in PCA
Kernel PCA: Replace with a kernel
GPLVM
PCA can be interpreted as GP mapping from X to Y with linearisation of
the covariance matrix
Non

linearisation of the mapping from the latent space to the data
space
Non

linear covariance function
Use Standard RBF Kernel instead of
Calculate gradient of the log

likelihood with chain rule
= …
Optimise jointly X and hyperparamters of the kernel (e.g. with scaled
conjugate gradients)
Initialize X with PCA
Each Gradient calculation requires inverse of the kernel matrix => O(N³)
GPLVM:
illustrative Result
Oil data set
3 classes coresponding to the phase flow in a pipeline: stratified, annular,
homogenous
12 input dimensions
PCA
GPLVM
Style based Inverse Kinematics
Use GPLVM to represent Human motion data
Pose: 42

D vector q (joints, position, orientation)
Always use one specific motion style (e.g. walking)
Feature Vectors: y
Joint Angles
Vertical Orientation
Velocity and Acceleration for each feature
> 100 dimensions
Latent Space: usually 2

D or 3

D
Scaled Version of GPLVM
Minimize negative log

posterior likelihood
Style

based Inverse Kinematics
Generating new Poses (Predicting) :
We do not know the location in latent space
Negative Log Likelihood for a new pose (x,y)
Standard GP equations:
Variance
indicates uncertainty in the prediction
Certainty is greatest near the training data
=> keep y close to prediction f(x) while keep x close to the training
data
Synthesis: Optimize q given some constraints C
Specified by the user, e.g. positions of the hands, feets
SBIK: Results
Different Styles:
Base

Ball Pitch
Start running
SBIK: Results
Posing characters
Specify position in 2

D latent
space
Specify/Change trajectories
GP Dynamic Model [wa05]
SBIK does not consider the dynamics of the poses (sequential
order of the poses)
Model the dynamics in latent Space X
2 Mappings:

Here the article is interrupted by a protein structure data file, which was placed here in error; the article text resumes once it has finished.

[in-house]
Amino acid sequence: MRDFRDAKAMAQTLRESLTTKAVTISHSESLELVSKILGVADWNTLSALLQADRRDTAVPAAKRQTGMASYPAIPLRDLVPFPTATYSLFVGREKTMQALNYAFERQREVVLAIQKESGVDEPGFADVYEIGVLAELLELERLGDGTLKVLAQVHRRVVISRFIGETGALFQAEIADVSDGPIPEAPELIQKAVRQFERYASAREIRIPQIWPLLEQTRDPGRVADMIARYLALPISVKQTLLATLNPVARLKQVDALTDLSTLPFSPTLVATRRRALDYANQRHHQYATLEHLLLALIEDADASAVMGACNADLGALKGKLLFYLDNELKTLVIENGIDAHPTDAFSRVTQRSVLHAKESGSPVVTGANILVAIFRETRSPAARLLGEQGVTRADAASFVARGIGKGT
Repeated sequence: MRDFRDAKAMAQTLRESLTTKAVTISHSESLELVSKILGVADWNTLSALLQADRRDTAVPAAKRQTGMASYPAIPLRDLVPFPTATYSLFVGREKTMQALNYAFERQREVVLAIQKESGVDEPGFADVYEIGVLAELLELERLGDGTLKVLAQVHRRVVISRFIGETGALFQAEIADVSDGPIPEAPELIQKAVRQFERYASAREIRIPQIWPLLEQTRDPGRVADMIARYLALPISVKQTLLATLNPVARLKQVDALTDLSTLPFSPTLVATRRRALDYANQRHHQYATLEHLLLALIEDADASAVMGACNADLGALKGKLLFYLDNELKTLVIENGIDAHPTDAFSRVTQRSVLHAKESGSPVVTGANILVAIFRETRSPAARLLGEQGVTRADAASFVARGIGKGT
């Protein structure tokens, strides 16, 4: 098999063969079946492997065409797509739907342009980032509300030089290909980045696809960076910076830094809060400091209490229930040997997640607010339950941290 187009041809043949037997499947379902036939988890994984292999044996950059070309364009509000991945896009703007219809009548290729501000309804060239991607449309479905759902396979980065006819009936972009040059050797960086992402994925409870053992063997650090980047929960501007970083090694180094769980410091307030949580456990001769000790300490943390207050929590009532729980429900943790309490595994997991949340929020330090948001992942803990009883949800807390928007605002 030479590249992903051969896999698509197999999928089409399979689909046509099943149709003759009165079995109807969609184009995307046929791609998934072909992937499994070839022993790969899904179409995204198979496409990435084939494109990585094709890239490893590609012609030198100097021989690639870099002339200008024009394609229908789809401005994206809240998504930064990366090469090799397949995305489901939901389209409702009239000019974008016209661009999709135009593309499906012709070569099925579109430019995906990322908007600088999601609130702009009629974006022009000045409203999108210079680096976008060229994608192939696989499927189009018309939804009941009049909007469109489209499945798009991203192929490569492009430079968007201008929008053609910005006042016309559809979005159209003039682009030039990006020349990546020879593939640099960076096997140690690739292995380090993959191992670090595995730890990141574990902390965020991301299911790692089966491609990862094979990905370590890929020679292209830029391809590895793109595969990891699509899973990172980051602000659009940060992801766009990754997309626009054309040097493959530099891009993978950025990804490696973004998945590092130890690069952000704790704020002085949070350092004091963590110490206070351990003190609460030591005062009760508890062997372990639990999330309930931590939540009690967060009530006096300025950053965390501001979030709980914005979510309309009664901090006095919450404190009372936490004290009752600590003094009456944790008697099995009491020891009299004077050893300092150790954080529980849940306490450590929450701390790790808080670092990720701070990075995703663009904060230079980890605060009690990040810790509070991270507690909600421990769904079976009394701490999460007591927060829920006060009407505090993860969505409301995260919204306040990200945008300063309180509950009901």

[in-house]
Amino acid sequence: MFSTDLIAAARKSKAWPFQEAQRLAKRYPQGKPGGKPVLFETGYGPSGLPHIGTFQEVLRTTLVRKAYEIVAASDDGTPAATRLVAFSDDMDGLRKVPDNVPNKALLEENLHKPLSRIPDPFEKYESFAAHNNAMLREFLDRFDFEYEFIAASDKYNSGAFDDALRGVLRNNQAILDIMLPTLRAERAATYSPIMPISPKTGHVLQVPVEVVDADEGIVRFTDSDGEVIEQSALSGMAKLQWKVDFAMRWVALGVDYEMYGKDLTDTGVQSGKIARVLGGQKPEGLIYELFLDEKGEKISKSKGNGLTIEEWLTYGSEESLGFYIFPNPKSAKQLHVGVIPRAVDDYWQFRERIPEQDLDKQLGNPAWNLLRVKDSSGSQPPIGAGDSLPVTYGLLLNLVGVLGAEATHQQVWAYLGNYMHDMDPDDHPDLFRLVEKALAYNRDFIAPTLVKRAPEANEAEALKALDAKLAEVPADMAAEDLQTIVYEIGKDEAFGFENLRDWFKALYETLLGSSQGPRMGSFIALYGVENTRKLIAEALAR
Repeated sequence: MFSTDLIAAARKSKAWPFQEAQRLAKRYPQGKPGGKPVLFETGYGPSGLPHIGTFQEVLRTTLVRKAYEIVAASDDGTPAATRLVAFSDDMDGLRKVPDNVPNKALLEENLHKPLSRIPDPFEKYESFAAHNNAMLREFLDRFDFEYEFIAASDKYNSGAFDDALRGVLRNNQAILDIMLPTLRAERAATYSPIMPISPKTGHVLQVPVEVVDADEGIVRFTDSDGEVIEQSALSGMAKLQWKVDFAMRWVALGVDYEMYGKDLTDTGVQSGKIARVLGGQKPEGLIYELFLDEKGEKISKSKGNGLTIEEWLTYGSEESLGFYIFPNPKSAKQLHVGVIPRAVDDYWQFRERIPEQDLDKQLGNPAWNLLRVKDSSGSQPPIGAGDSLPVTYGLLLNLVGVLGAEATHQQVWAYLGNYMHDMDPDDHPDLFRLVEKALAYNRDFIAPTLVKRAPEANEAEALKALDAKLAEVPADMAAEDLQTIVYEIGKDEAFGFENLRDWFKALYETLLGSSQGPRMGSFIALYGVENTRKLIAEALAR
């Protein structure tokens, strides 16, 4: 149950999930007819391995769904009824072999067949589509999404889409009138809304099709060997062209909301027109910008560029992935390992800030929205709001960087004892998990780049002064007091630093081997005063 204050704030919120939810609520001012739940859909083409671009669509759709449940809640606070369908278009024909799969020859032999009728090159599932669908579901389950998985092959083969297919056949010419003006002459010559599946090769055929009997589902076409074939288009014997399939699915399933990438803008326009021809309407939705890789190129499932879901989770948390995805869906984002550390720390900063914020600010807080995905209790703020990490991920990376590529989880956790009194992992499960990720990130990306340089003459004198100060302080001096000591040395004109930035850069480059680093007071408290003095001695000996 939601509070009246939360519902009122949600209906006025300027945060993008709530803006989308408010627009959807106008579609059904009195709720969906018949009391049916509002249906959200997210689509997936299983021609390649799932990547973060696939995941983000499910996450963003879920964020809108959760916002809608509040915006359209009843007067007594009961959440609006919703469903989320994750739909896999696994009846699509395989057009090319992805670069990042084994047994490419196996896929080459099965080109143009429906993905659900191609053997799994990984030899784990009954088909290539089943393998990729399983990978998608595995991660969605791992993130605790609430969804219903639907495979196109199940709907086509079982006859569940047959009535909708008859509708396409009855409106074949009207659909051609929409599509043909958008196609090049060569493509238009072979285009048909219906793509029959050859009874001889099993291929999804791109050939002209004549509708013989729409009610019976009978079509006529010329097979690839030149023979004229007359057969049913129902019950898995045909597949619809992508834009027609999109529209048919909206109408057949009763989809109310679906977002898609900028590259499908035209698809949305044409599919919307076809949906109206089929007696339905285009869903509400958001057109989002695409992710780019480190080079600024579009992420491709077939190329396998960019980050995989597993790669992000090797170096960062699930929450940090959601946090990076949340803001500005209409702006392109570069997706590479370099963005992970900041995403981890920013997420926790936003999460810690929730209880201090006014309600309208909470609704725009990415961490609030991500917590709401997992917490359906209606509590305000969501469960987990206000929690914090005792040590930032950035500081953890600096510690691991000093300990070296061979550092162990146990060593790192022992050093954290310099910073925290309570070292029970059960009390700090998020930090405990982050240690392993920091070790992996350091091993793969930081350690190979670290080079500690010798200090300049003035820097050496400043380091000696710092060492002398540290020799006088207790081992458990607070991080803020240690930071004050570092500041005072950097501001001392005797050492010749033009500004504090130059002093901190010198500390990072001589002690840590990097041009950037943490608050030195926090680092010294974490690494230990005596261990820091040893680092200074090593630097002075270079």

Dynamics in Low dimensional latent space X (q dimensional),
markov property
Mapping from latent space to data space Y (d dimensional)
(GPLVM)
Model both mappings with GP
GPDM: Learn dynamic
Mapping f
Mapping g:
Mapping from latent space X to high dimensional output space Y
Same as in Style based kinematics
GP: marginalizing over weights A
Markov property
Again multivariate GP: Posterior distribution on X
GPDM: Learn dynamic
Mapping f
Priors for X:
Future x
n+1
is target of the approximation
x1 is assumed to have Gaussian prior
K
X …
(N

1)x(N

1) kernel matrix
Joint distribution of the latent Variables is not Gaussian
x
t
does occur outside the covariance matrix
GPDM: Algorithm
Minimize negative log

posterior
Minimize with respect to and
Data:
56 Euler angles for joints
3 global (torso) pose angles
3 global (torso) translational velocities
Mean

subtracted
X was initialized with PCA coordinates
Numerical Minimization through Scaled Conjugate Gradient
GPDM: Results
(b) Style

based Inverse Kinematics
(a) GPDM
Smoother trajectory in latent space!
GPDM: Visualization
(a) Latent Coordinates during 3 walk cycles
(c) 25 samples from the distribution
Sampled with the hybrid Monte Carlo Method
(d) Confidence with which the model reconstructs the pose from the
latent position
High probability tube around the data
Summary/Conclusion
GPLVM
GPs are used to model high dimensional data in
a low dimensional latent space
Extension of the linear PCA formulation
Human Motion
Generalizes well from small datasets
Can be used to generate new motion sequences
Very flexible and naturally looking solutions
GPDM
additionally learn the dynamics in latent space
The End
Thank You !
Literature
[ma05] D. MacKay,
Introduction to Gaussian Processes
, 2005
[ra03] C. Rasmussen,
Gaussian Processes in Machine Learning
,
2003
[wa05] J. Wang and A. Hertzmann,
Gaussian Process Dynamical
Models
, 2005
[la04] N. Lawrence,
Gaussian Process Latent Variable Models for
Visualisation of High Dimensional Data
, 2004
[gr04] K. Grochow, Z. Popovic,
Style

Based Inverse Kinematics
,
2004
[ra04] C. Rasmussen and M. Kuss,
Gaussian Processes in
Reinforcement Learning
, 2004
[ko04] J. Kocijan, C. Rasmussen and A. Girard,
Gaussian Process
Model Based Predictive Control
, 2004
[sh04] J. Shi, D. Titterington,
Hierarchical Gaussian process mixtures
for regression